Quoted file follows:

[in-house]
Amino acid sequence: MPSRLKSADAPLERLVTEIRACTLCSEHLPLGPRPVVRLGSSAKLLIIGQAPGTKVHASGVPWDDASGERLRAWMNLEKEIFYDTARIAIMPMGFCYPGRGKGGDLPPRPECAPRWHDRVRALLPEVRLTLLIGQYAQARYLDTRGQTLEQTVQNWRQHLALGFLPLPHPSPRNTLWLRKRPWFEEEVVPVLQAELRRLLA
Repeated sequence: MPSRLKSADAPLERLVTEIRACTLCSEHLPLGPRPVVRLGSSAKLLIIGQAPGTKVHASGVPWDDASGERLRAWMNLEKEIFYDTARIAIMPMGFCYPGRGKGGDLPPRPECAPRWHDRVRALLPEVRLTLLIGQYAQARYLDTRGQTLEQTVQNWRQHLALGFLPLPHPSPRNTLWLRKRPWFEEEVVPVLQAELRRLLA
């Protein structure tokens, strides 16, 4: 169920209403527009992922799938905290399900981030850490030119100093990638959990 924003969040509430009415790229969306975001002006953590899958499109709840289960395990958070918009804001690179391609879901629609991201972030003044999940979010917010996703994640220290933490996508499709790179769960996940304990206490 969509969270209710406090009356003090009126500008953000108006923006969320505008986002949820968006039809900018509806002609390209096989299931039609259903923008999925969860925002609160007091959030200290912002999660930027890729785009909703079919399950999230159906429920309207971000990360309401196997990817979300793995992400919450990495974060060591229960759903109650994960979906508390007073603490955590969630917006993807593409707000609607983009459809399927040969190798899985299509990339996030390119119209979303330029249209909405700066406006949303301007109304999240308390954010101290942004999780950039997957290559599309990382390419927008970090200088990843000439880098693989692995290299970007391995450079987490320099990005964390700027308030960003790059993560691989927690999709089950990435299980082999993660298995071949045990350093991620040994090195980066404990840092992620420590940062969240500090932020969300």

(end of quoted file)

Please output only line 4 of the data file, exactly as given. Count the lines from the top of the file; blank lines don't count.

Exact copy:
């Protein structure tokens, strides 16, 4: 169920209403527009992922799938905290399900981030850490030119100093990638959990 924003969040509430009415790229969306975001002006953590899958499109709840289960395990958070918009804001690179391609879901629609991201972030003044999940979010917010996703994640220290933490996508499709790179769960996940304990206490 969509969270209710406090009356003090009126500008953000108006923006969320505008986002949820968006039809900018509806002609390209096989299931039609259903923008999925969860925002609160007091959030200290912002999660930027890729785009909703079919399950999230159906429920309207971000990360309401196997990817979300793995992400919450990495974060060591229960759903109650994960979906508390007073603490955590969630917006993807593409707000609607983009459809399927040969190798899985299509990339996030390119119209979303330029249209909405700066406006949303301007109304999240308390954010101290942004999780950039997957290559599309990382390419927008970090200088990843000439880098693989692995290299970007391995450079987490320099990005964390700027308030960003790059993560691989927690999709089950990435299980082999993660298995071949045990350093991620040994090195980066404990840092992620420590940062969240500090932020969300």